The Betamax Formats
Betamax to DVD
Betamax Tape is a video cassette recording technology that uses magnetic tape 1/2 inch (1.27 cm) in width. It was originally developed by Sony in Japan. The Betamax cassette was physically smaller than a VHS cassette and had less recording time than VHS cassettes. The format is now virtually obsolete. However, the television industry still uses an updated version called Betacam.
Greater wear occurs on a Betamax tape compared with VHS which shortens the life of the cassette. It is, therefore, important to transfer the Betamax tapes to a more stable format such as DVD or Digital Conversion. As with all tapes, we will carefully convert and transfer the old format so that you can continue to watch the footage in the future.
As Sony was being humiliated in the VHS vs Betamax war, a similar battle was being fought in the professional video arena with very different results. Betacam, launched in 1982, was a great success in the professional market for its quality and reliability. The original Betacam cassettes were basically the same as Betamax. The difference was that Betacam used component video rather than composite, and recorded at a much higher tape speed. Betamax and Betacam tapes were interchangeable (unlike the later Betacam SP tapes). The Betacam tapes came in two sizes: S (small) and L (large) and the Betacam cameras used the S size. Betacam tape decks could use either size. Betacam tapes were 1/2-inch with 300 lines of horizontal resolution. With tape degrading over time, the best way to preserve the memories they hold is to convert the videos to digital or DVD.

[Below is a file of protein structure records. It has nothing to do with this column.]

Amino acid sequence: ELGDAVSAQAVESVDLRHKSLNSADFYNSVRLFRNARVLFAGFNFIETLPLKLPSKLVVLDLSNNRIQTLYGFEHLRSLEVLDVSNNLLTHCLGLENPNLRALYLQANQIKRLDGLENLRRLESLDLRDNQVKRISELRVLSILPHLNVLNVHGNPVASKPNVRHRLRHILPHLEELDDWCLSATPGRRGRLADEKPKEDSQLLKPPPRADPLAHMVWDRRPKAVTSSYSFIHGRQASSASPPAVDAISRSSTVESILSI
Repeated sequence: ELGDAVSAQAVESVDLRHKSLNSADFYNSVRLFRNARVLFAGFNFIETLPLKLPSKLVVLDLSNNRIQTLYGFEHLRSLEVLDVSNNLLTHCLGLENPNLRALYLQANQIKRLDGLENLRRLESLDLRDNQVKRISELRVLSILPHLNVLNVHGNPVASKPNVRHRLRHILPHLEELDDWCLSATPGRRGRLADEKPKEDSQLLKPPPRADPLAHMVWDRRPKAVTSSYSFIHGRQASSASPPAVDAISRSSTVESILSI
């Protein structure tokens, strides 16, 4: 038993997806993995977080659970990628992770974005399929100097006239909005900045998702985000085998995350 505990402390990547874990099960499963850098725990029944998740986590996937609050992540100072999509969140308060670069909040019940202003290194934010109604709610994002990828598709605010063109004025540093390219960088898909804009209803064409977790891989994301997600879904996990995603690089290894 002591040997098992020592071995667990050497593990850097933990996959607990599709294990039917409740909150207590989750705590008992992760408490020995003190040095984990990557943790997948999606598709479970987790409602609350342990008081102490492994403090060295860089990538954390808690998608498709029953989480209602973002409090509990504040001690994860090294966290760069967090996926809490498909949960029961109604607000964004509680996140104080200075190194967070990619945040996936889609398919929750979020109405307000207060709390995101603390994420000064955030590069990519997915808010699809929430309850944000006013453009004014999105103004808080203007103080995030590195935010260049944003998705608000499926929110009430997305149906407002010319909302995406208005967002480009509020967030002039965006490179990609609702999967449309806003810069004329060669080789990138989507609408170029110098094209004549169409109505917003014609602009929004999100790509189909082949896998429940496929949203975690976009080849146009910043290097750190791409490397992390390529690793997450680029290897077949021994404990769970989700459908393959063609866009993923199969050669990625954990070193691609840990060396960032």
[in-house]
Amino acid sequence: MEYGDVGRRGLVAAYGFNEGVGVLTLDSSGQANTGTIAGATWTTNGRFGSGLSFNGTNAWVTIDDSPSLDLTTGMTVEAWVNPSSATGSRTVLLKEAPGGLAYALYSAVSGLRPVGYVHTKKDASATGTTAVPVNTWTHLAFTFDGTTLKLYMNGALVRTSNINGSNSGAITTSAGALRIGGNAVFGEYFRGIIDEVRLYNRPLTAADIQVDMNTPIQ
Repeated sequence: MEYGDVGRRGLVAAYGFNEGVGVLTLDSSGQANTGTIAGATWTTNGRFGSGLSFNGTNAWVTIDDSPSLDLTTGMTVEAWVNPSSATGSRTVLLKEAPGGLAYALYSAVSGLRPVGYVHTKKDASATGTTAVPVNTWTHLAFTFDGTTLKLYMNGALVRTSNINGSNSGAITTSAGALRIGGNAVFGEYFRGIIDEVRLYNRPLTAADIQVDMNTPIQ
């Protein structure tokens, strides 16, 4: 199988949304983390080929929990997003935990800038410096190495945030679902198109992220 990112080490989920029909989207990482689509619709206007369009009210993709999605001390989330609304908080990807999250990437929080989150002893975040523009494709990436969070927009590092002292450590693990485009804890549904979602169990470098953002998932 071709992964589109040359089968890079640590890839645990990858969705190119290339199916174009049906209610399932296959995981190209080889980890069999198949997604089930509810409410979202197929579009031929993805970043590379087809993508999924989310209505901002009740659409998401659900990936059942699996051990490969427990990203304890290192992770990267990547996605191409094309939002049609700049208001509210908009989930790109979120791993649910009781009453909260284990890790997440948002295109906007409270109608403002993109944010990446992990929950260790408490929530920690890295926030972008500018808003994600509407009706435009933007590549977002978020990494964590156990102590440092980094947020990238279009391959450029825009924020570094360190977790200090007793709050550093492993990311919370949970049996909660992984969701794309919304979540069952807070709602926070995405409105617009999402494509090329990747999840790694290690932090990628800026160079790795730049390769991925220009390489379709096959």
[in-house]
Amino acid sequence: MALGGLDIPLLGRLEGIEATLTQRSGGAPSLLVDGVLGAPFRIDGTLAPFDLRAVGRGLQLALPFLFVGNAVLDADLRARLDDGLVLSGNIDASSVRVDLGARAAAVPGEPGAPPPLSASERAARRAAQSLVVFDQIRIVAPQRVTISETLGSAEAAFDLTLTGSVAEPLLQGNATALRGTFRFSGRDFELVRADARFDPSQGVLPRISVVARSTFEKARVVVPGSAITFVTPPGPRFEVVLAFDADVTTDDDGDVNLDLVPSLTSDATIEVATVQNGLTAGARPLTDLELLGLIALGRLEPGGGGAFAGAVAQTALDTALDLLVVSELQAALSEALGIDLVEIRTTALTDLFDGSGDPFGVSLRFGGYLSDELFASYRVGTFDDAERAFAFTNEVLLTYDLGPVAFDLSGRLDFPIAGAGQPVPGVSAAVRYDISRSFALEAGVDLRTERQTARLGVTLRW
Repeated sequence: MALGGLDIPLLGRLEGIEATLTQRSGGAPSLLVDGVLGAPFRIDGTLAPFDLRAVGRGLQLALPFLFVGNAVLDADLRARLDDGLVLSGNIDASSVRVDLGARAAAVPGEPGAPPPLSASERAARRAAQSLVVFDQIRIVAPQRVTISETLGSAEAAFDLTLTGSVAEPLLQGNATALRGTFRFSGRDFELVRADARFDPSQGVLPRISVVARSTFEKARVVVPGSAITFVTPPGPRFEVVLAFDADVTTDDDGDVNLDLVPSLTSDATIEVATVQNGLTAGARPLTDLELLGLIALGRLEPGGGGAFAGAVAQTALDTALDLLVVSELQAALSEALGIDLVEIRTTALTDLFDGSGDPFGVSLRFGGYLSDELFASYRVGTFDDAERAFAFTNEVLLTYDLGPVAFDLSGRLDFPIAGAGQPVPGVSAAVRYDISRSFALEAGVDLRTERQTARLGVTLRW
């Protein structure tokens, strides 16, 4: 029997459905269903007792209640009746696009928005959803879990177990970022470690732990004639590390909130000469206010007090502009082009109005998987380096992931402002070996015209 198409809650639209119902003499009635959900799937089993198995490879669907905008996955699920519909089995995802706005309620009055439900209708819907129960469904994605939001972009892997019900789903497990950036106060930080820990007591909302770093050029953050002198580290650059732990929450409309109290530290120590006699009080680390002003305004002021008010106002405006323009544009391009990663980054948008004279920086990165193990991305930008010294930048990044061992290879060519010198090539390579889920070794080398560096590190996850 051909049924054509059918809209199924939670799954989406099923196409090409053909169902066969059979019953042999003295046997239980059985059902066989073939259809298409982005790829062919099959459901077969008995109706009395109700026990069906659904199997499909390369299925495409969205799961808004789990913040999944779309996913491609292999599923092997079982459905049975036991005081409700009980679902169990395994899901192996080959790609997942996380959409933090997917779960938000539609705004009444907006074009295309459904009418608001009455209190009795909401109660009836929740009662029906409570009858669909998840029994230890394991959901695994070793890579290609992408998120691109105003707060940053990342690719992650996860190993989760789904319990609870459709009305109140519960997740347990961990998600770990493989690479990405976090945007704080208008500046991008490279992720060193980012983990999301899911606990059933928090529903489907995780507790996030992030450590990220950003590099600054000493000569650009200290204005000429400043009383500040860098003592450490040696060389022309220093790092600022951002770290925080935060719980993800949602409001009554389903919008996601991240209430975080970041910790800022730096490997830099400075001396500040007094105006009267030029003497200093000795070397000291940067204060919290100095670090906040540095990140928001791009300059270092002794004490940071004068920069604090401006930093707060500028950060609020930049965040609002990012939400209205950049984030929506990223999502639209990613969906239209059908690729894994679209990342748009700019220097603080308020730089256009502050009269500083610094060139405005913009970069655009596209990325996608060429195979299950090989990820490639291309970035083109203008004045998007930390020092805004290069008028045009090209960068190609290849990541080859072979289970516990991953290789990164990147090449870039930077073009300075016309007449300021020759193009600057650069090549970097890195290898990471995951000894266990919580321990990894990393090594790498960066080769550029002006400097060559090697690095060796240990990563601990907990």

The successor to Sony’s Betacam is the Betacam SP which was launched in 1986. It went on to become the most successful general-purpose professional video format of the 20th Century. The “SP” stands for “Superior Performance”, which was achieved by using a metal-formulated tape instead of oxide. Horizontal resolution was increased to around 360 lines. Tape sizes were the same as Betacam. As with all tapes, we will carefully convert and transfer the old format so that you can continue to watch the footage in the future.
Sony introduced the Digital Betacam in 1993. It was also called Digibeta or D-Beta and was a replacement for the analogue Betacam SP format. Digital Betacam was superior in performance to DVCam and DVCPro. Cassette sizes are the same as other Beta versions: S (small) tapes record up to 40 minutes, L (large) tapes record up to 124 minutes. Cassettes are light blue. Digital Betacam records component video with 10-bit YUV 4:2:2 compression. PAL resolution is 720×576, NTSC resolution is 720×480. The bitrate is 90 Mbit/s. There are five audio channels — Four main channels (uncompressed 48KHz PCM) and one cue track. Some Digital Betacam equipment is backwards-compatible with Betacam and Betacam SP. As with all tapes, we will carefully convert and transfer the old format so that you can continue to watch the footage in the future.